A couple of years ago I was told in a dream that Buddha was not fat. I woke up curious to know what that was about. I did some research only to find that there is a widespread confusion, especially in the West, about two different figures: Siddhartha Gautama — The Buddha — who lived 2,600 years ago in India and the Laughing Buddha — Budai or Pu-Tai or Hotei — who lived 1500 years ago in China.
Said dream reminded me of a fun childhood memory from when I was 10-years old and went with my grandmother to visit my aunt in Los Angeles during the summer holidays. After a few weeks there, we flew to Hawaii for five days. We were staying at the Sheraton and, as I remember, all I wanted to do was to play Street-fighter arcade games.
Naturally, being tourists, and being with them, meant that we visited lots of shops. This is where something began to repetitively happen. As my grandma, aunt, and uncle went about the stores, many of the Asian store sellers would come closer to me, hold one of my earlobes and start rubbing it gently as they smile and say “Ahhh, Good Luck. Good luck” with their distinctive English accent.
You know how you see a cute child and stroke their hair with your hand? Well in Hawaii, it was always my ears. As we all came to reckon, my full, meaty earlobe was indeed a sign of good luck as it was a reminder of the Buddha.
For the ancient Indians, I later learned, having large ears denoted that one is all-hearing and was attribute of a “Great Man”. The Chinese believe it to be a sign of vitality and independence; that such people have the courage to do whatever they want in life. That is why we find that in most statues, sculptures, and paintings the Buddha is depicted with peculiarly long, dangling earlobes.
This wasn’t the first time people notice or touch my earlobes, it was actually a known feature of mine within the family. In some later years, girls would jokingly tell me that if I were a girl, I would probably have many earrings.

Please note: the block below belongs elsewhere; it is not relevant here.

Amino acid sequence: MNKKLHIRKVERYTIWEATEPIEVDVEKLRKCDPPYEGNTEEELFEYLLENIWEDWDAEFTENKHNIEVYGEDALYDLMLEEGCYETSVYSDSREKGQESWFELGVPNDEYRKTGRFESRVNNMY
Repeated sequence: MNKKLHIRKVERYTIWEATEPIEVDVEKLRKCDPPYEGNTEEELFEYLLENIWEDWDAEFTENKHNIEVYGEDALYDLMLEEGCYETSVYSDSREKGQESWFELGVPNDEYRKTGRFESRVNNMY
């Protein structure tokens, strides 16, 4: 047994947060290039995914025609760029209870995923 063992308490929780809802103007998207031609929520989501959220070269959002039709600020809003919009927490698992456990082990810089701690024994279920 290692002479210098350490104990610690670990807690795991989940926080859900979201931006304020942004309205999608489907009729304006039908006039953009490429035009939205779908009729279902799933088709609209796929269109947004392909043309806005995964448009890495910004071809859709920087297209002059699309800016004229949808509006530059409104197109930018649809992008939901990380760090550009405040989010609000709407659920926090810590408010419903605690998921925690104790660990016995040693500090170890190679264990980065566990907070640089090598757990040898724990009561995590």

|My earlobes and I having fun during that U.S trip in 1988|
Historically speaking, the ‘Buddhism’ Buddha, Siddhartha Gautama, was born (likely in the fifth or sixth century BCE) a Hindu prince in Lumbini and raised in Kapilvastu — both located in today’s Nepal. The culture and tradition then and there was for men to display their wealth and prosperity on their ears. It is believed that he must have adorned large, heavy ear jewellery made of precious metals and stones, which may have resulted in stretching his ears.
After renouncing his royal hedonistic life The Buddha traveled throughout India, following yogis and gurus who taught asceticism. This included extreme exercise and self denial, which is how they quiet the urges of the body and master the mind into submission. He eventually surpassed all his teachers and starved himself for six years through deep meditations.
During that time he became almost like a skeleton, before renouncing extreme asceticism as well. He then sat down under a peepal (Bodhi) tree at Bodh Gaya and achieved Enlightenment. It is when he discovered the Buddhist Middle Way — a path of moderation away from the extremes of self-indulgence and self-mortification — which he began teaching. I hope more people would remember this whenever they feel inclined to reach any extremism.
As such, being fat doesn’t even make sense. The dangling ears are something but being overweight is something else.
So who was fat?
|Along with the statue shown in the featured photo (right), this is another Laughing Buddha I |
grew up seeing everyday at home. Thank you Mother for snapping those shots.
The chubby happy Buddha with the large belly, as well as the even bigger earlobes, known as the “Laughing (Oriental) Buddha” we often come across in various places around the world is different from Siddhartha Gautama. In China this jolly figure is known as Pu-Tai or Budai, and in Japan as Hotei.
Nicknamed The Laughing Buddha, Budai is based on an eccentric Chinese Buddhist monk and Zen master who lived over a thousand years ago. He was a generous and jovial man who did not speak much. However, he remains exclusive to Chinese Buddhism as well as to Shinto culture. In Chinese folklore Budai was later upgraded to a deity. And again, being fat represents wealth, prosperity, and good luck.
While “Buddha” means “The Awakened One” or “The Enlightened One”, “Budai” humbly translates into “Cloth Sack”— reference to the one he would wear, from which he pulled rice plants, other food, and candy for children.
Now the next time you’re in a Chinese restaurant and find a statue or an illustration of The Laughing Buddha, remember that he’s not The Buddha, the founder of the Buddhist philosophy. Don’t forget to touch his earlobes for good luck, though. Or I can let you touch mine if you can show you have good intentions.
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